Are you wondering what are cloves? Unlock everything we know about the infamous spice, from its origin, what makes cloves different from other spices, and much more.
This popular aromatic spice is native to Indonesia and Madagascar.
Cloves are the unopened flower buds of an evergreen tree whose scientific name is Syzygium aromaticum.
These fragrant ground clove buds, used as a cooking spice found in a kitchen spice rack, are handpicked before the flower opens.
After picking, lay out the cloves to dry..
The name “clove” comes from the Latin word for nail, clavus, since its shape resembles small nails.
Cloves are a very intensely flavored, popular spice with up to 20% essential oil.
Table Of Contents
Whole cloves vs. Ground cloves
Both whole and ground cloves are widely available nowadays, especially in local grocery stores.
When the clove is harvested, it is in its whole form, then picked, dried, and packaged.
They are dark brown with a sometimes reddish hue.
If you are cooking and your recipe lists cloves and you only have ground cloves, no problem.
You can substitute whole cloves for ground cloves but pay careful attention to follow the equivalent.
The generally agreed upon substitution ratio is ¾ teaspoon ground cloves to one teaspoon whole cloves.
This one is due to their strong taste, and once the clove is ground, its flavor is stronger, so you need less of it.
You can grind your own whole cloves and ground them at home with a coffee or spice grinder, spice mill, or pestle and mortar.
Then, you can use a teaspoon of ground clove for your food or drinks.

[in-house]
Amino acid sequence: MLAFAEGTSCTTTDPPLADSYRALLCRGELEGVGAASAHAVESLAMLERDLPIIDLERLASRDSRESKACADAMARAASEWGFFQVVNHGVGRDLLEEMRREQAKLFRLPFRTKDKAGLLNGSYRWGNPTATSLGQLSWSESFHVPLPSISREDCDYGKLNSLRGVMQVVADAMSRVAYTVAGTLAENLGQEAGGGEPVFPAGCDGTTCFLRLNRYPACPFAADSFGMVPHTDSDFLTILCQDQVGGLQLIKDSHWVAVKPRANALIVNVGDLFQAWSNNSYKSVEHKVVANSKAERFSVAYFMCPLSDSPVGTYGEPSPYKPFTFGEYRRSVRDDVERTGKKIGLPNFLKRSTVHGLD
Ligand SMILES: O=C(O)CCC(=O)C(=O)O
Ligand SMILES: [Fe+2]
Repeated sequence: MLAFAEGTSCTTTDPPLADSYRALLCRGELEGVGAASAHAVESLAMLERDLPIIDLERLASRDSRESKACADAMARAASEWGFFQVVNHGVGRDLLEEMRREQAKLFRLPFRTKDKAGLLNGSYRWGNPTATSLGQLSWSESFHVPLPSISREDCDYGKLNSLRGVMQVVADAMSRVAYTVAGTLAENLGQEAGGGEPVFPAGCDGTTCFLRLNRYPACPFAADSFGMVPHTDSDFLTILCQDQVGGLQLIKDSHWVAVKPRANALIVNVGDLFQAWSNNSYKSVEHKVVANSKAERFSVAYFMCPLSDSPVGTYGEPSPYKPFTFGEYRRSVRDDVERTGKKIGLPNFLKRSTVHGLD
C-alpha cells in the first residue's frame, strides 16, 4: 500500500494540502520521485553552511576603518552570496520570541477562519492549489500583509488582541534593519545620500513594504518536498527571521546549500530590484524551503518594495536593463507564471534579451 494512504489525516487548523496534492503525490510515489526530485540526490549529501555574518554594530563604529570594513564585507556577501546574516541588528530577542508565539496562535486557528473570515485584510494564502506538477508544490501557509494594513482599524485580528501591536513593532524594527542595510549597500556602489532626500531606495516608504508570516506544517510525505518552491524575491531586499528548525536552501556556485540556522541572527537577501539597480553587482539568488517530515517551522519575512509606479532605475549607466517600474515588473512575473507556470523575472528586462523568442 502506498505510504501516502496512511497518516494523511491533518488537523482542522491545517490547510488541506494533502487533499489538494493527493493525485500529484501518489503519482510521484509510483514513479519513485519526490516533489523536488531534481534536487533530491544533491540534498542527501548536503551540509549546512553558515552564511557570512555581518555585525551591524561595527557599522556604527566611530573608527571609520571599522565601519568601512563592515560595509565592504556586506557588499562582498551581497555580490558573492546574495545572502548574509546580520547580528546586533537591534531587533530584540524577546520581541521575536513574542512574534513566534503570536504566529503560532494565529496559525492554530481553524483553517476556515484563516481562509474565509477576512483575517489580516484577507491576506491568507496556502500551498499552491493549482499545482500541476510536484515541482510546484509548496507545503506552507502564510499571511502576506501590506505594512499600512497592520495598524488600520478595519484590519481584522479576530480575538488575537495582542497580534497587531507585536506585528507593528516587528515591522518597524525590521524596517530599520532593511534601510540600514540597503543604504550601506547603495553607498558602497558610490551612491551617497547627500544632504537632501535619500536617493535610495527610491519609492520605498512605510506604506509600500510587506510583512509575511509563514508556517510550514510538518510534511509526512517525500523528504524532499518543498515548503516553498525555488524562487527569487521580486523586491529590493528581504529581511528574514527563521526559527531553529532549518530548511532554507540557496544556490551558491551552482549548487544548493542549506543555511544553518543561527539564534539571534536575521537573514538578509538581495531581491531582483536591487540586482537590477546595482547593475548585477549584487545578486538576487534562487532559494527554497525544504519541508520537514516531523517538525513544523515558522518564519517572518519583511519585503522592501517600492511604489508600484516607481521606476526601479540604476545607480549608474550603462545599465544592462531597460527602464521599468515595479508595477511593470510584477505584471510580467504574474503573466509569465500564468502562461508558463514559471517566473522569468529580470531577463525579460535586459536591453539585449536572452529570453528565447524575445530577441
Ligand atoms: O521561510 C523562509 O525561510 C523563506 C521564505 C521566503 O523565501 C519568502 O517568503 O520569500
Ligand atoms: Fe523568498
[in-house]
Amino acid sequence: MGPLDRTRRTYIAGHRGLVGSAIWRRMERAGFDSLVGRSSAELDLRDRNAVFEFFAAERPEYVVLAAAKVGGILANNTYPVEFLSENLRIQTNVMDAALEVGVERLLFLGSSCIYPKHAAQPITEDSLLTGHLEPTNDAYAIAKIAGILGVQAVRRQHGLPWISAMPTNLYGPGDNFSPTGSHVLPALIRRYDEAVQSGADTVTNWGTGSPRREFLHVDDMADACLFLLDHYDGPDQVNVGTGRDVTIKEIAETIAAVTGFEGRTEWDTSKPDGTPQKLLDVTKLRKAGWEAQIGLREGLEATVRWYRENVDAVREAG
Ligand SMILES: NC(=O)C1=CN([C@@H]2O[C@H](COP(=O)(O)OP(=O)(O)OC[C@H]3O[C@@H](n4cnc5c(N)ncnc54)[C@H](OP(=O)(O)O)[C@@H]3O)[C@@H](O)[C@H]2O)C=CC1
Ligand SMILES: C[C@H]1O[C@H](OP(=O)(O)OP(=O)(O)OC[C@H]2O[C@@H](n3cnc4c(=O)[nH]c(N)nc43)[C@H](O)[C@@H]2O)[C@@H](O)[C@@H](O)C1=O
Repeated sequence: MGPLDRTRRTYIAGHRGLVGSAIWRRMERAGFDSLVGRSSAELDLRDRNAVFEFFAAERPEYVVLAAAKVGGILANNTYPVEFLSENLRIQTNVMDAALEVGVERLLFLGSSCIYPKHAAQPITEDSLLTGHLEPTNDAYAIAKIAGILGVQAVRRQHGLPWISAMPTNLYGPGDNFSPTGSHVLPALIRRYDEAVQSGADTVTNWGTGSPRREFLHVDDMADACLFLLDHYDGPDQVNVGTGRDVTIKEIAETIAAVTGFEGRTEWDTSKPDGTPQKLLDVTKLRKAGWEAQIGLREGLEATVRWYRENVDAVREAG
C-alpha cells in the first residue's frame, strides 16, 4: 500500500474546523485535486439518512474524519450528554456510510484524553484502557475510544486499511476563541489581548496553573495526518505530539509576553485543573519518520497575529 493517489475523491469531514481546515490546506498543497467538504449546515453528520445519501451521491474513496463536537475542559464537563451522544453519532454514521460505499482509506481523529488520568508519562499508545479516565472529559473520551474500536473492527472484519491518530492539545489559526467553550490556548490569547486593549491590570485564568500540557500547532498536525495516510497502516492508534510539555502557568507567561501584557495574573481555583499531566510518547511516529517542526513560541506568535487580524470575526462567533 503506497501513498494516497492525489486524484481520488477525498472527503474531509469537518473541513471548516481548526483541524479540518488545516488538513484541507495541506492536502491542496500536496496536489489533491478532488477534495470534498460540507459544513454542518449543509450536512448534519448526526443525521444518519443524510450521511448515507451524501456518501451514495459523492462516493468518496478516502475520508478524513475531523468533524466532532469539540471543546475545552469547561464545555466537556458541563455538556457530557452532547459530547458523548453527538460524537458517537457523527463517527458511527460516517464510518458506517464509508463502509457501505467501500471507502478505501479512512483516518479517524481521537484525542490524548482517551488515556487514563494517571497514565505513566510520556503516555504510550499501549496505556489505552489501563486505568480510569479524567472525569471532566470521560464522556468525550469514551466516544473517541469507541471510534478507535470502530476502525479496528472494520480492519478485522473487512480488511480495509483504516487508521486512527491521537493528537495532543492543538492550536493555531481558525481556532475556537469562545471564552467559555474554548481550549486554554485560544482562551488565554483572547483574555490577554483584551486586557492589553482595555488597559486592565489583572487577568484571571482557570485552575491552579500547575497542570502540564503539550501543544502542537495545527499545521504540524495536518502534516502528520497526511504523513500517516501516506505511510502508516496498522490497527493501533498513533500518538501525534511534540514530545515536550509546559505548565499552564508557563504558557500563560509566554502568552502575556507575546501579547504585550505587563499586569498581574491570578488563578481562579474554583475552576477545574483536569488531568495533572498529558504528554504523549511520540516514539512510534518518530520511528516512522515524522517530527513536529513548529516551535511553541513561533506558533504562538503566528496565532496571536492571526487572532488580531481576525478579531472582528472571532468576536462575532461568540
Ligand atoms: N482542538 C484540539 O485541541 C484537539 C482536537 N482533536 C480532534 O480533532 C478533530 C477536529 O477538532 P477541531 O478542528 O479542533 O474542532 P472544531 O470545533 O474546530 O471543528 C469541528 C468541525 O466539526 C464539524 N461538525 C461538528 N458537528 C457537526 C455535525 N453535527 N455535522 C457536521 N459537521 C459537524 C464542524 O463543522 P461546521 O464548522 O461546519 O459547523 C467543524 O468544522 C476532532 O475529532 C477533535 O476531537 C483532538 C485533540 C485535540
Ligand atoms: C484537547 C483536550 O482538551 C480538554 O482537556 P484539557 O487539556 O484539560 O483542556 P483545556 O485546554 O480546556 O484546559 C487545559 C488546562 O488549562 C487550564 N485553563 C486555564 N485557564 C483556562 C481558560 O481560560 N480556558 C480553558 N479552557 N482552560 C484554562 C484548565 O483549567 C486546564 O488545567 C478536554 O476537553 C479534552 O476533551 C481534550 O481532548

When you use whole cloves in a dish, remove them before serving. They are really bitter if you bite into one, and their tough texture is very much like tree bark..
What do cloves taste like?
Cloves are one of the most powerful, intense spices in the world, comparatively speaking!
Their taste is intense, bitter with a hint of sweetness.
The other unique aspect is the “warmth” that comes from cloves which is why they are used quite often in tandem with similar spices like cinnamon, nutmeg, and allspice.
When a recipe calls for whole cloves, those are only included while cooking and then removed before serving.
Cloves can act as an anesthetic and leave behind numbness because of the eugenol found naturally occurring in cloves.
The most important rule to remember about cloves is that a little goes a long way due to their intense flavor!
Origins of cloves
Remember the Spice Road or the Dutch East Indies from your early 17th century world history lessons?
Well, cloves were a huge part of that scenario.